Keith Orchard, LCSW – From a wide range of positions, Keith Orchard has anchored his professional services to supporting the families, organizations, and systems that care for our community’s children. A licensed clinical social worker, Orchard serves as the Mental Health Coordinator for Coeur d’Alene Public Schools. He was formerly an environmental educator in the Peace Corps, wilderness therapy guide, senior clinician at Idaho Youth Ranch, clinical supervisor of the Family Advocate Program at the Marine Corps Base in Hawai’i, and a classroom teacher in Redmond, Washington.

Amber Leyba-Castle – In 2015, Amber Leyba-Castle began working with the National Alliance on Mental Illness (NAMI) in the Wood River Valley, Idaho. Together with local high school staff, NAMI-WRV staff, and the board of directors, she founded a peer support group called the “Bluebirds.” She started this group because she wanted to change the culture of her school and strive to be the person that she needed during a time of adversity. Leyba-Castle is now the NAMI Idaho Young & Well coordinator, and has a personal story to share, along with the ability to represent how NAMI’s signature programs can directly impact rural areas, youth, and college-aged Idahoans. She is currently working towards a social work degree at Idaho State University in Pocatello.

Gretchen Gudmundsen, PhD – Dr. Gretchen Gudmundsen oversees diagnostic assessment and therapeutic intervention for the St. Luke’s Children’s Day Treatment Center. She provides psychological evaluation and consultation to assist in diagnosis and intervention planning with children and adolescents with psychiatric conditions. Dr. Gudmundsen works with a broad range of youth with cognitive, emotional, and behavioral challenges, and has expertise in behavioral assessment and intervention with adolescents dealing with depression, bipolar disorder, and suicidal and self-harming tendencies.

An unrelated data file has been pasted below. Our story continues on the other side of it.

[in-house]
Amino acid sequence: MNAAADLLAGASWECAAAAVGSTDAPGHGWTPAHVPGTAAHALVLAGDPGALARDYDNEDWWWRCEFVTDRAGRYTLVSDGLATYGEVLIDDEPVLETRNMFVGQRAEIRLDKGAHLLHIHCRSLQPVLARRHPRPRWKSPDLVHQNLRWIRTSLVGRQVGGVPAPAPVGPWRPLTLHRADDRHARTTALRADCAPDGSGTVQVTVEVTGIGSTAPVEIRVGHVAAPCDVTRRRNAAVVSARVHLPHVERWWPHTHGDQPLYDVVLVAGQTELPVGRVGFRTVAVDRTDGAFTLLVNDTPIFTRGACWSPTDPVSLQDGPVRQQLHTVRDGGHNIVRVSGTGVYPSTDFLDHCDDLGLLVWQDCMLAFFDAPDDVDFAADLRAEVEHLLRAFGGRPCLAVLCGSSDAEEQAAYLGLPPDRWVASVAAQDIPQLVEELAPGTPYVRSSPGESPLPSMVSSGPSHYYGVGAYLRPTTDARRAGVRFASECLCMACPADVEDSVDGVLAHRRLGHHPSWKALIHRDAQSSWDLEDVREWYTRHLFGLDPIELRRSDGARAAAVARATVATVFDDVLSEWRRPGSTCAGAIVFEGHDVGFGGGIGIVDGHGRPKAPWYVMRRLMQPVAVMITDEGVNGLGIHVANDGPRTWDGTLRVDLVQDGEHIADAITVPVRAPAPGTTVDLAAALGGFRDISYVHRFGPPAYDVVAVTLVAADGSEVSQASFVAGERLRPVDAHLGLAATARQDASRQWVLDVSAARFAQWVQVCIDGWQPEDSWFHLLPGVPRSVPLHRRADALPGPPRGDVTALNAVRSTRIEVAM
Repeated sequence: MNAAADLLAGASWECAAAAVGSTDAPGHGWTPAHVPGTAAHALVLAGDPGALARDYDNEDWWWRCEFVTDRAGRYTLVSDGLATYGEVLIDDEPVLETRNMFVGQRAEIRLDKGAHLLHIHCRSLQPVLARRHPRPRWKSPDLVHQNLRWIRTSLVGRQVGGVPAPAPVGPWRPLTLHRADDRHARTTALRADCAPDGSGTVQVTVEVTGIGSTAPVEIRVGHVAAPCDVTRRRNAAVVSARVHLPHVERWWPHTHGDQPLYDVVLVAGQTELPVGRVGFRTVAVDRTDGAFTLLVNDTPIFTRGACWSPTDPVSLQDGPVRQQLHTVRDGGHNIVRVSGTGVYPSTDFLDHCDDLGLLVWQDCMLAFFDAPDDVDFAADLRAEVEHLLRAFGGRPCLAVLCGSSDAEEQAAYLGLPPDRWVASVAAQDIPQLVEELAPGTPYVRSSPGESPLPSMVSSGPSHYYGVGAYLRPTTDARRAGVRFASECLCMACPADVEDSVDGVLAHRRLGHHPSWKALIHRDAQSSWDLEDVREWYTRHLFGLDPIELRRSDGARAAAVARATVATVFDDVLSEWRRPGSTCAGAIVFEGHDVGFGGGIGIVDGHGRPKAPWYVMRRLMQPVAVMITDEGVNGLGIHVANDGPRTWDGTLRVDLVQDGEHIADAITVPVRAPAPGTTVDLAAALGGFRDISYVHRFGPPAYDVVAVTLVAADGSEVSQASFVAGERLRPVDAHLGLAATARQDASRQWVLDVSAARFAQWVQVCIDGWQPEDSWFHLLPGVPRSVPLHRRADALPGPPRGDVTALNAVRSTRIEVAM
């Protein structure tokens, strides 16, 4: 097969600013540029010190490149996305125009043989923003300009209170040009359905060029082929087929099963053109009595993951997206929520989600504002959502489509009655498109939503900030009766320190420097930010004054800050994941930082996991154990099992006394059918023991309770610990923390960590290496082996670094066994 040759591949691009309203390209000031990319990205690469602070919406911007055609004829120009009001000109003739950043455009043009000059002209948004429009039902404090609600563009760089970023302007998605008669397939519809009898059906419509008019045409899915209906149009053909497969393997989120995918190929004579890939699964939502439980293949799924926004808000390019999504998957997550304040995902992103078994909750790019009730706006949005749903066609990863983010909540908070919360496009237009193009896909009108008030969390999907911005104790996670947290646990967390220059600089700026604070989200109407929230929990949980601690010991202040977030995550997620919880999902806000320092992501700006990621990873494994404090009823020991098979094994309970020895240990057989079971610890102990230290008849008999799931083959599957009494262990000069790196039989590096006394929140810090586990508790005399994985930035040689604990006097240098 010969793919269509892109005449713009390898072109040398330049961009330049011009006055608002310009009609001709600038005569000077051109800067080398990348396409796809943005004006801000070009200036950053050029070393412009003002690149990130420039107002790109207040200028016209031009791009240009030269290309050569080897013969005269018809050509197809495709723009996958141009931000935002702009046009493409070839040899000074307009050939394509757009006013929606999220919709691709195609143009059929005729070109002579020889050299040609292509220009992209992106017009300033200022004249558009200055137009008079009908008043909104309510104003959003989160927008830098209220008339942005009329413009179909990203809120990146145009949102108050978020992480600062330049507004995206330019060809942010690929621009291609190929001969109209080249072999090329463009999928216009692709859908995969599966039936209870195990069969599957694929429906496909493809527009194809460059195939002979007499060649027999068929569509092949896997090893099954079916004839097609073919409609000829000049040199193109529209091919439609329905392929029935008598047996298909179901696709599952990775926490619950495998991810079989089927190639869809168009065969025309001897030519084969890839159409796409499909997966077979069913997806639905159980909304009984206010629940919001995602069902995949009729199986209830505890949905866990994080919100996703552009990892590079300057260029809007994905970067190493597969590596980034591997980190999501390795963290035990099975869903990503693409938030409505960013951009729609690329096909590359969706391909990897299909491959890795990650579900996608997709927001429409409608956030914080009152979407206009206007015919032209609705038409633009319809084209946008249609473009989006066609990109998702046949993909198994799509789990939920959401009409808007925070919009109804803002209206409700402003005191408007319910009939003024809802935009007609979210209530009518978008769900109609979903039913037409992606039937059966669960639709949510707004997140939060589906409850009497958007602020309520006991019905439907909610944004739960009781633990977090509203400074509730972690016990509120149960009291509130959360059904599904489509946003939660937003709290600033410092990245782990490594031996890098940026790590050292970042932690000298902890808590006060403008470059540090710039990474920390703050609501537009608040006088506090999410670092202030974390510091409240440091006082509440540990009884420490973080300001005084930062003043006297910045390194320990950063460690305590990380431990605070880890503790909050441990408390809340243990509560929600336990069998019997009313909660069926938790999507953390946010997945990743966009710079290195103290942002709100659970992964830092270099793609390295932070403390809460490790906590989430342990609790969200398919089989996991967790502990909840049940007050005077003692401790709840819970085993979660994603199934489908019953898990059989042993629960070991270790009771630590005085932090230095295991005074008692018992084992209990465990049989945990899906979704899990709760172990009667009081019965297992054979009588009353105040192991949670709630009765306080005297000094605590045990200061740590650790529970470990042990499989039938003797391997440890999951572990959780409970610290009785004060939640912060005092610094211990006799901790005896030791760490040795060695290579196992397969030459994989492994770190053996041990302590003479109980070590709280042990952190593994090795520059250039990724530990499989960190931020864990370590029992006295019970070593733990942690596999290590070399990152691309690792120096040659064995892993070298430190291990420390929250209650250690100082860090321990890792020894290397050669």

Nicole Sanchez, Host – Award-winning journalist Nicole Sanchez is a television host, reporter, and producer. She is passionate about telling stories that connect with people and help to improve their lives. Sanchez is the producer, writer, and narrator for Resilience: Hope Lives Here. This documentary produced by Idaho Public Television has aired on more than 150 television stations across the country and recently received several honors including a regional Emmy nomination and Edward R. Murrow Award. Sanchez is also the host of the Idaho News 6 award program “Shine a Light” and is a host and reporter for the newsmagazine show CityStream, which airs on the Seattle Channel.  Nicole is honored to serve as the President of the NW Chapter of the National Academy of Television Arts & Sciences, which produces the regional Emmys in Seattle.

In addition to the hourlong broadcast special, these five short videos for Raising Resilient Kids will be available on our Resilient Kids website:

Raising Resilient Kids: How to Talk about Mental Health

“What’s wrong? Are you OK?” We know it can be tough to talk about mental health with children, but it is incredibly important. In this short video, you can learn how to feel more confident having this discussion with your child about their struggles. Also learn the signs and symptoms of suicide and how you can support a child who needs help.